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Olympics

Claressa Shields seals the deal, becoming first U.S. boxer to win two gold medals

Shields makes her second golden moment worth remembering
U.S. boxer Claressa Shields celebrates after beating Nouchka Fontijn of the Netherlands in the women’s middleweight final.
(Robert Gauthier / Los Angeles Times)

History will not soon forget Claressa Shields. And on Sunday she made sure no one else will either.

So after pounding her way to a one-sided victory over the Netherlands’ Nouchka Fontijn in the women’s middleweight boxing final, mounting the medal podium and having the gold hung around her neck for the second time in four years, Shields unzipped the left pocket of her warmup jacket, pulled out the medal she won four years ago in London and draped that across her chest as well.

“People will never forget that I am the first American boxer to win two Olympic [gold] medals,” Shields said.

Nor will they forget how she did it, pounding her way past the best women boxers in the world to win three unanimous decisions and all 12 rounds she fought in these Olympics. So dominant was her performance, Shields was named the outstanding boxer, male or female, of the Rio Games.

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But though it might have looked easy, Shields insisted it wasn’t.

“I worked so hard to get here,” she said, struggling to keep her composure through a rush of both relief and excitement. “Not everyone can be an Olympic gold medalist, period. To be able to say I’m a two-time Olympic gold medalist?

“I think I’m asleep. I don’t remember getting hit throughout the fight. Did I get hit?”

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Not very often — especially not after an even first round that Shields narrowly won. The next three weren’t close, with Shields ducking everything Fontijn threw while countering with an annoying left jab and a punishing straight right. After seeing so many bouts in the Rio tournament settled by baffling judging decisions, Shields was determined to leave no doubt in Sunday’s final.

“You have to go in there and seal the deal,” she said. “I [didn’t] want to have a split decision. I want to make sure I dominate.”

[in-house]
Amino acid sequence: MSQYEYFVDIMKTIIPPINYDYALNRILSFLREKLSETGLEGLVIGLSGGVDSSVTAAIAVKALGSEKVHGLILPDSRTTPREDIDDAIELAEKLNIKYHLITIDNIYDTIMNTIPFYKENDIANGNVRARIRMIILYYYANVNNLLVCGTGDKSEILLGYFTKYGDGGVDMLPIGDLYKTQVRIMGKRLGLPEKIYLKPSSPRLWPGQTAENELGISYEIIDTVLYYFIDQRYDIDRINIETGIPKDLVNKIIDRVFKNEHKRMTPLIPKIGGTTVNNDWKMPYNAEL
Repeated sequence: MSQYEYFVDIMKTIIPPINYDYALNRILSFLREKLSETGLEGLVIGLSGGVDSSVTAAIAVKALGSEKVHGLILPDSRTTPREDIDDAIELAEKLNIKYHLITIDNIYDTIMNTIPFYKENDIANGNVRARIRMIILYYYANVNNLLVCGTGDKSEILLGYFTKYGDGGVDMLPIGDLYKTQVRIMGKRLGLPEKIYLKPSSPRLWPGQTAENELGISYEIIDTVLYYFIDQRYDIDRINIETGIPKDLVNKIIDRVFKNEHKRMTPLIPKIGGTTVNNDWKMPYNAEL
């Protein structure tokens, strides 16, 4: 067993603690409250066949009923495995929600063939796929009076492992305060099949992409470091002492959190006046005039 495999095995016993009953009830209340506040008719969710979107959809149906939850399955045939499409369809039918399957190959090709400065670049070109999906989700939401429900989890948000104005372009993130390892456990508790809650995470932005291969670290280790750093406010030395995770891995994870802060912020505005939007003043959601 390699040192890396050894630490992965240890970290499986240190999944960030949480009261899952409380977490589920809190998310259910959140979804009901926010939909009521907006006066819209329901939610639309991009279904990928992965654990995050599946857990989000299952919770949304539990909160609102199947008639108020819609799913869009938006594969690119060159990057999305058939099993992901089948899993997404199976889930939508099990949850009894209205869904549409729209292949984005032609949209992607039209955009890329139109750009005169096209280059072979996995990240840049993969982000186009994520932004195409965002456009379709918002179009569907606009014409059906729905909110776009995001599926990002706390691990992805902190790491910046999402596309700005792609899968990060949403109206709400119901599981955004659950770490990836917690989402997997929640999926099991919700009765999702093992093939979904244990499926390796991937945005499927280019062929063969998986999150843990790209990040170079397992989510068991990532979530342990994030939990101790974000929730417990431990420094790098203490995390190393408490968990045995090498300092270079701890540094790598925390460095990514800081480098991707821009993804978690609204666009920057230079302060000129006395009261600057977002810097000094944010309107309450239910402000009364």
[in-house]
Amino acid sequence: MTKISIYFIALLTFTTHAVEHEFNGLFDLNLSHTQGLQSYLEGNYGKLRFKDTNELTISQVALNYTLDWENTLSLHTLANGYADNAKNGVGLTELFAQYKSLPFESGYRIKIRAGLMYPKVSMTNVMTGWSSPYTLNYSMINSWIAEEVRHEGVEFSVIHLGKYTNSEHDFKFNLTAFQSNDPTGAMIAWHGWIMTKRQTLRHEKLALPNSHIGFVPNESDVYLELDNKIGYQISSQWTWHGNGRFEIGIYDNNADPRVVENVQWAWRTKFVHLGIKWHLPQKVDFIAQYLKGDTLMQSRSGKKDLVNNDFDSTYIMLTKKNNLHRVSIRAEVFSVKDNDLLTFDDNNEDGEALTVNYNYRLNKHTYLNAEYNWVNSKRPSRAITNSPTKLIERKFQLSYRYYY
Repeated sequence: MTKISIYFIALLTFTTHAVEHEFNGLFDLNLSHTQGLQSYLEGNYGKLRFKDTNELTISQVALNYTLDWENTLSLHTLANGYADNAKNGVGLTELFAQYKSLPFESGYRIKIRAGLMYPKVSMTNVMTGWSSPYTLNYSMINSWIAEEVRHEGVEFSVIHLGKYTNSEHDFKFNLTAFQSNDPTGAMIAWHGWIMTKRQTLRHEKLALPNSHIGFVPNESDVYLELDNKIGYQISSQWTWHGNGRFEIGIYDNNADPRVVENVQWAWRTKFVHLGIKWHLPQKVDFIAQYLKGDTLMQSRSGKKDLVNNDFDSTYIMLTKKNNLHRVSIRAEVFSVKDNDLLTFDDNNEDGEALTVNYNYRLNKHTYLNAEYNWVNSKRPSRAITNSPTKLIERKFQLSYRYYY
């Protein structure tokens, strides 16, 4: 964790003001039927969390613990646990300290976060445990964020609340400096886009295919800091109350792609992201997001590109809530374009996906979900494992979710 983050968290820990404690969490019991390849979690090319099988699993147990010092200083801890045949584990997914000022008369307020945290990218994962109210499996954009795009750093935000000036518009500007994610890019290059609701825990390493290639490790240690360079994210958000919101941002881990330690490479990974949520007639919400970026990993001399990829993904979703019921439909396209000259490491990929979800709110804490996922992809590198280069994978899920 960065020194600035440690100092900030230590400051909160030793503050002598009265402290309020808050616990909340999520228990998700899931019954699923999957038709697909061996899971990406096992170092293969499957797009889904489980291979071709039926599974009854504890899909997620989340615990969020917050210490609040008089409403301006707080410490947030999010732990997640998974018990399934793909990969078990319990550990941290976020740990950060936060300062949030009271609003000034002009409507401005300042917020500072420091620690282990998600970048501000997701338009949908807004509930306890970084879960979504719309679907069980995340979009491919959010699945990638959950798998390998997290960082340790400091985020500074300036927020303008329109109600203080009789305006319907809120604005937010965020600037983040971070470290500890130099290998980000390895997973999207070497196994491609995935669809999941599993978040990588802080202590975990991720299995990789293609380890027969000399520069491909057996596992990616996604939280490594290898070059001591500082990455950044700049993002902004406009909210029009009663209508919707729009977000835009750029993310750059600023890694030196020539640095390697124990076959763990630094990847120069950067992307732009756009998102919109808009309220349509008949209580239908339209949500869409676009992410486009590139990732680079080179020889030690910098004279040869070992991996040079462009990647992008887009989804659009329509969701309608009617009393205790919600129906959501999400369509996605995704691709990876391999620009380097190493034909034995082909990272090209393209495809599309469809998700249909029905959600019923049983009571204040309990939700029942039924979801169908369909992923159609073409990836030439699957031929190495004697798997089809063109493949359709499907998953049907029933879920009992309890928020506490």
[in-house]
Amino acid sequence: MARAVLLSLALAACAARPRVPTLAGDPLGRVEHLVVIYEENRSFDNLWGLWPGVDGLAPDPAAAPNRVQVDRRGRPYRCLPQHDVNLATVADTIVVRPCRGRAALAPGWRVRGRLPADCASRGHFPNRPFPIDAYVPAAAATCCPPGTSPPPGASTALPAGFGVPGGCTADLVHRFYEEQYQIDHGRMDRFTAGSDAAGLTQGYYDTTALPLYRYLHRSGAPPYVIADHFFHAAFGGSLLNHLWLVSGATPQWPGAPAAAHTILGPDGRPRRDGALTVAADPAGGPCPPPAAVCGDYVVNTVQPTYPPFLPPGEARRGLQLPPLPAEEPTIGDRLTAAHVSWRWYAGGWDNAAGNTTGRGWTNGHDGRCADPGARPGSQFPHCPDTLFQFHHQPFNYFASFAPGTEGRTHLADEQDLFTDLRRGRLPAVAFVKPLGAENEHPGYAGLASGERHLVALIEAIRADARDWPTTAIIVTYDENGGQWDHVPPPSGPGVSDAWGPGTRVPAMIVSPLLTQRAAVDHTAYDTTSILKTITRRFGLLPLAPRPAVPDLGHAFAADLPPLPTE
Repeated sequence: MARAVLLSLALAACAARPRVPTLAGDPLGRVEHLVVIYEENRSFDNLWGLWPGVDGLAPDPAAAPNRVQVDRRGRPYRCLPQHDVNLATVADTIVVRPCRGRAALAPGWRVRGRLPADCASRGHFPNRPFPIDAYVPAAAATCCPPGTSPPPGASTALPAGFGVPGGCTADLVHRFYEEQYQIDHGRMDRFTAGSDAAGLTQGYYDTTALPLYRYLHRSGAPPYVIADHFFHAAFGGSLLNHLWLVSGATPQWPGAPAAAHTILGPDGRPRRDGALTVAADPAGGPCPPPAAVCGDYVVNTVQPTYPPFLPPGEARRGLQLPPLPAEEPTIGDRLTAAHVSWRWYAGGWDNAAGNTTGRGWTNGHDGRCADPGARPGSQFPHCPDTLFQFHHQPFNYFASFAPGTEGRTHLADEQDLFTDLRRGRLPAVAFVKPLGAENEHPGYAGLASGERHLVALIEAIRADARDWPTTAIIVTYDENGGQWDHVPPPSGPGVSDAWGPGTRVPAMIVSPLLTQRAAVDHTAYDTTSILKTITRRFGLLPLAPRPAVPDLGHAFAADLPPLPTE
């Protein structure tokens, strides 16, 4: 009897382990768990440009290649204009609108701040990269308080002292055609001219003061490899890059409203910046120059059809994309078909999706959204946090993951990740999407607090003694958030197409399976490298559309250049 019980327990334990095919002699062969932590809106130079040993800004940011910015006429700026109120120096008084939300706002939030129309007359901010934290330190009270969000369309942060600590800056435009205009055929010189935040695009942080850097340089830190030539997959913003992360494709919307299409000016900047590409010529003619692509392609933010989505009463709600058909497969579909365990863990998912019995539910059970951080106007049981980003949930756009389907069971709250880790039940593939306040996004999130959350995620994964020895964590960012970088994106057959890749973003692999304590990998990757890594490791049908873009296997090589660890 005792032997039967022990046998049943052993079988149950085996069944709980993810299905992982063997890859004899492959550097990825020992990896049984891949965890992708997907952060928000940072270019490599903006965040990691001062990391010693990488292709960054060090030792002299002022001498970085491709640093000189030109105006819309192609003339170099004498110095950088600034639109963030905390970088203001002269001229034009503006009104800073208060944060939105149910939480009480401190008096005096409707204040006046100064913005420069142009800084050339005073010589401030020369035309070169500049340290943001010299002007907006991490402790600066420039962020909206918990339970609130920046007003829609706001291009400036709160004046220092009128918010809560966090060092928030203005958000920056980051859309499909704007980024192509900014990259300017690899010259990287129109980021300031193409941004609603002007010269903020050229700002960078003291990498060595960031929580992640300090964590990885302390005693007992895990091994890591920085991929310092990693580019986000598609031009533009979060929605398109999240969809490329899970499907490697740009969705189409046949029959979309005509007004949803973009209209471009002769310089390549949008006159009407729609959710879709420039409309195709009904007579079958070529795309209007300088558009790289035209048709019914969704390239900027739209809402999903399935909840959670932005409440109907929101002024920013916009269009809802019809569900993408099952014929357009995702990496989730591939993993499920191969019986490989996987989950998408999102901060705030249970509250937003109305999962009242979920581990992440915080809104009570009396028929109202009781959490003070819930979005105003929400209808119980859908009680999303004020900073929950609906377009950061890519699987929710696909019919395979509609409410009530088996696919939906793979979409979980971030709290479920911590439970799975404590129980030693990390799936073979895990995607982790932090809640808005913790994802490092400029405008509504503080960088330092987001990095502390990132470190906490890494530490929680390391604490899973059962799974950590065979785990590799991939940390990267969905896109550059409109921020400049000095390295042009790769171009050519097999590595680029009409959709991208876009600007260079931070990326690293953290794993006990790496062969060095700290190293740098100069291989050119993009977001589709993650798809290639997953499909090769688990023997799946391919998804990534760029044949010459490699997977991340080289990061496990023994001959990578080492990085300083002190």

She did, running her record to 77-1 and her winning streak to 51 fights with a performance she celebrated by running a lap around the boxing ring, a giant American flag trailing her like a kite.

It’s a remarkable turnaround for a girl who grew up poor in Flint, Mich., the daughter of a former boxer who spent much of Shields’ childhood in prison and a mother who struggled with drugs and alcohol. In junior high, Shields moved frequently between homes and often had no place to stay.

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Now, five months after her 21st birthday, she is the only U.S. boxer to win two Olympic titles in the modern era. And she said there’s a lesson in all that.

Shields makes her second golden moment worth remembering

U.S. boxer Claressa Shields, right, battles Nouchka Fontijn of the Netherlands in the somen’s middleweight final at Riocentro Pavilion 6. Shields won by a unanimous decison.

(Robert Gauthier / Los Angeles Times)

“I have been through a lot in my life,” said Shields, who combines a punishing punch with an infectious spirit. “But I want to inspire. I want to give people just a little bit of hope because I was one of those kids who didn’t have any hope.

“And when I had just a little bit, look how far I’ve been able to come. Your life is based on your decisions. I decided I wanted to be great.”

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Shields’ gold was the third medal won by American boxers in Rio, after Shakur Stevenson’s silver in the men’s bantamweight division and Nico Hernandez’s bronze in the men’s light-flyweight competition. That made these Games the best for a U.S. team since 2000.

“From a group of young kids, it’s fantastic,” said U.S. Coach Billy Walsh, who was hired last winter to salvage a program that was floundering. “It just shows that if we can keep these guys for an Olympic cycle of four years, we could be one of the best teams in the world.”

But Stevenson is expected to turn pro before the end of the summer. Shields, meanwhile, is weighing her options.

“I don’t know what I’m going to do. I haven’t let myself think past today,” she said. “I cannot believe I just did this.”

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kevin.baxter@latimes.com


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